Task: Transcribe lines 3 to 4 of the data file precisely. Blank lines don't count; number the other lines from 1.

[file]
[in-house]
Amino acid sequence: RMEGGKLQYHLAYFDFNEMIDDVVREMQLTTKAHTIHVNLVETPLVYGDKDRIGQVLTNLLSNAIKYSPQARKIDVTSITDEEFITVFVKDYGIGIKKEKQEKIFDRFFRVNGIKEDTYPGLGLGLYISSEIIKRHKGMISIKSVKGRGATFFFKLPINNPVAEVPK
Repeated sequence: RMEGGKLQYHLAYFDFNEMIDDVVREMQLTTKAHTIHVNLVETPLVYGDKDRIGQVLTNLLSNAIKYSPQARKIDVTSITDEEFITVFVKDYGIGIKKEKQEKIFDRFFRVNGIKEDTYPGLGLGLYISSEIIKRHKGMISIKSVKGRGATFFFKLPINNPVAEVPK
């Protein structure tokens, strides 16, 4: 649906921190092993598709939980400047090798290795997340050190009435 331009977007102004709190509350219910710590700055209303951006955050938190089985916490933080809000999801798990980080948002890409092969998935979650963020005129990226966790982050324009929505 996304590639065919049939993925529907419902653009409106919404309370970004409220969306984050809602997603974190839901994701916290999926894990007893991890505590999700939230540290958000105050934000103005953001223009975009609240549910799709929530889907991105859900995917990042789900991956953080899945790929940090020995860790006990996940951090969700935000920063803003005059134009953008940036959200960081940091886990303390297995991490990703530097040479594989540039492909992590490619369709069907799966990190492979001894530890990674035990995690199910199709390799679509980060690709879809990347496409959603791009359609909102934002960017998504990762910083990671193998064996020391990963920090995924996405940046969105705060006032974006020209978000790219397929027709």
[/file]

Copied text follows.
Repeated sequence: RMEGGKLQYHLAYFDFNEMIDDVVREMQLTTKAHTIHVNLVETPLVYGDKDRIGQVLTNLLSNAIKYSPQARKIDVTSITDEEFITVFVKDYGIGIKKEKQEKIFDRFFRVNGIKEDTYPGLGLGLYISSEIIKRHKGMISIKSVKGRGATFFFKLPINNPVAEVPK
């Protein structure tokens, strides 16, 4: 649906921190092993598709939980400047090798290795997340050190009435 331009977007102004709190509350219910710590700055209303951006955050938190089985916490933080809000999801798990980080948002890409092969998935979650963020005129990226966790982050324009929505 996304590639065919049939993925529907419902653009409106919404309370970004409220969306984050809602997603974190839901994701916290999926894990007893991890505590999700939230540290958000105050934000103005953001223009975009609240549910799709929530889907991105859900995917990042789900991956953080899945790929940090020995860790006990996940951090969700935000920063803003005059134009953008940036959200960081940091886990303390297995991490990703530097040479594989540039492909992590490619369709069907799966990190492979001894530890990674035990995690199910199709390799679509980060690709879809990347496409959603791009359609909102934002960017998504990762910083990671193998064996020391990963920090995924996405940046969105705060006032974006020209978000790219397929027709």